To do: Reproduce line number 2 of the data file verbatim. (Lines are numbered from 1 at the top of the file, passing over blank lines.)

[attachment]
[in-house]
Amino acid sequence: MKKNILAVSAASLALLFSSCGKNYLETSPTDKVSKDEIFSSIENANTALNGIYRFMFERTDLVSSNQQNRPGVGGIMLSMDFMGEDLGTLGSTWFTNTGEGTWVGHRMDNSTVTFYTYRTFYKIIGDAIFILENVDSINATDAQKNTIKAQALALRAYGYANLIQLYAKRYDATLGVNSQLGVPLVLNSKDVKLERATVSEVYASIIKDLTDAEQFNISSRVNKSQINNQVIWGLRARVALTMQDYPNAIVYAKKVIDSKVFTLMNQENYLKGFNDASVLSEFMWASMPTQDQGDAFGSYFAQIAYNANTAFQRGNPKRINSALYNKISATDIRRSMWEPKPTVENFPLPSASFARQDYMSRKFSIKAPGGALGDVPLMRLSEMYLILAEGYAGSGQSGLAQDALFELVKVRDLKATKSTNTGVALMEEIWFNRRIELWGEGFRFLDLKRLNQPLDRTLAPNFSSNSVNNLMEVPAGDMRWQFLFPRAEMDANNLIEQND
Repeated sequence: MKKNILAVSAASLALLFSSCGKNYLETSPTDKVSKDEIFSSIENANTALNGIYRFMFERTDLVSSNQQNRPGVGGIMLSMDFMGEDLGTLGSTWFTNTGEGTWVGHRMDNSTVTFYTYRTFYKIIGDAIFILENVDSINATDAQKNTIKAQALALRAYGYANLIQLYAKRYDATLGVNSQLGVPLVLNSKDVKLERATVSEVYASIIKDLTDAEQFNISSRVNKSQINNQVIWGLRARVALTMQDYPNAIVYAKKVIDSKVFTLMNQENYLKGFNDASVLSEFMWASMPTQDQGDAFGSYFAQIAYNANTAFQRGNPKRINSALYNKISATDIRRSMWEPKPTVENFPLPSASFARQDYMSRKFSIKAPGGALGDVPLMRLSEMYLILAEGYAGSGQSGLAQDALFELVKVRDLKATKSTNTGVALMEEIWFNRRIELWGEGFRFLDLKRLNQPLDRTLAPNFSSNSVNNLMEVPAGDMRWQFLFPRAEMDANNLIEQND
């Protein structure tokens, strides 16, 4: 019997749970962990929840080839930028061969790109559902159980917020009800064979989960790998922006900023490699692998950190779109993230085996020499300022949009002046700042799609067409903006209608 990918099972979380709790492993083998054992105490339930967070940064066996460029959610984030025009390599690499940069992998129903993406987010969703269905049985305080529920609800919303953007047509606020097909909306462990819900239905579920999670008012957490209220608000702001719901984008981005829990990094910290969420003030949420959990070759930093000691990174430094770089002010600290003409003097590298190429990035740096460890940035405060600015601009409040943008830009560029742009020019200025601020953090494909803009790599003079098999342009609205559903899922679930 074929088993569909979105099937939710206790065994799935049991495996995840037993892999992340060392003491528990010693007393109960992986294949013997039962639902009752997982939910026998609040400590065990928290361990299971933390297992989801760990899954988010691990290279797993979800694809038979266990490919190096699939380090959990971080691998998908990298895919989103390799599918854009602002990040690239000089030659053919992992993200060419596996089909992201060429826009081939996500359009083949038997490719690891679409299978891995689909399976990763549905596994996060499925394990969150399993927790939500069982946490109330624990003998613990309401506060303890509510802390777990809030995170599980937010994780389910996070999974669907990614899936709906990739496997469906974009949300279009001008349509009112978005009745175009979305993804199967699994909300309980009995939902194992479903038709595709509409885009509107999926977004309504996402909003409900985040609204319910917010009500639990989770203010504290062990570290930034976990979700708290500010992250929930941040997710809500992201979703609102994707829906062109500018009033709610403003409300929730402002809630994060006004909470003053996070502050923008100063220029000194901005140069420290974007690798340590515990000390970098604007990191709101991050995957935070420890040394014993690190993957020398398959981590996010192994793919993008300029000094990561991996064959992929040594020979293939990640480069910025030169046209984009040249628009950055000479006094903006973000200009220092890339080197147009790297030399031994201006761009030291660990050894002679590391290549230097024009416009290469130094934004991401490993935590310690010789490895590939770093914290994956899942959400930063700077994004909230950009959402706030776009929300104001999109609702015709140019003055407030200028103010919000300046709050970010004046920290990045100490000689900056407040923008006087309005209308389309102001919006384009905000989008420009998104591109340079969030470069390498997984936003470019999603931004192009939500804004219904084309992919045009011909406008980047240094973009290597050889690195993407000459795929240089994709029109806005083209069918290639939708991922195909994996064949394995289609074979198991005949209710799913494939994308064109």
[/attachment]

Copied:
Amino acid sequence: MKKNILAVSAASLALLFSSCGKNYLETSPTDKVSKDEIFSSIENANTALNGIYRFMFERTDLVSSNQQNRPGVGGIMLSMDFMGEDLGTLGSTWFTNTGEGTWVGHRMDNSTVTFYTYRTFYKIIGDAIFILENVDSINATDAQKNTIKAQALALRAYGYANLIQLYAKRYDATLGVNSQLGVPLVLNSKDVKLERATVSEVYASIIKDLTDAEQFNISSRVNKSQINNQVIWGLRARVALTMQDYPNAIVYAKKVIDSKVFTLMNQENYLKGFNDASVLSEFMWASMPTQDQGDAFGSYFAQIAYNANTAFQRGNPKRINSALYNKISATDIRRSMWEPKPTVENFPLPSASFARQDYMSRKFSIKAPGGALGDVPLMRLSEMYLILAEGYAGSGQSGLAQDALFELVKVRDLKATKSTNTGVALMEEIWFNRRIELWGEGFRFLDLKRLNQPLDRTLAPNFSSNSVNNLMEVPAGDMRWQFLFPRAEMDANNLIEQND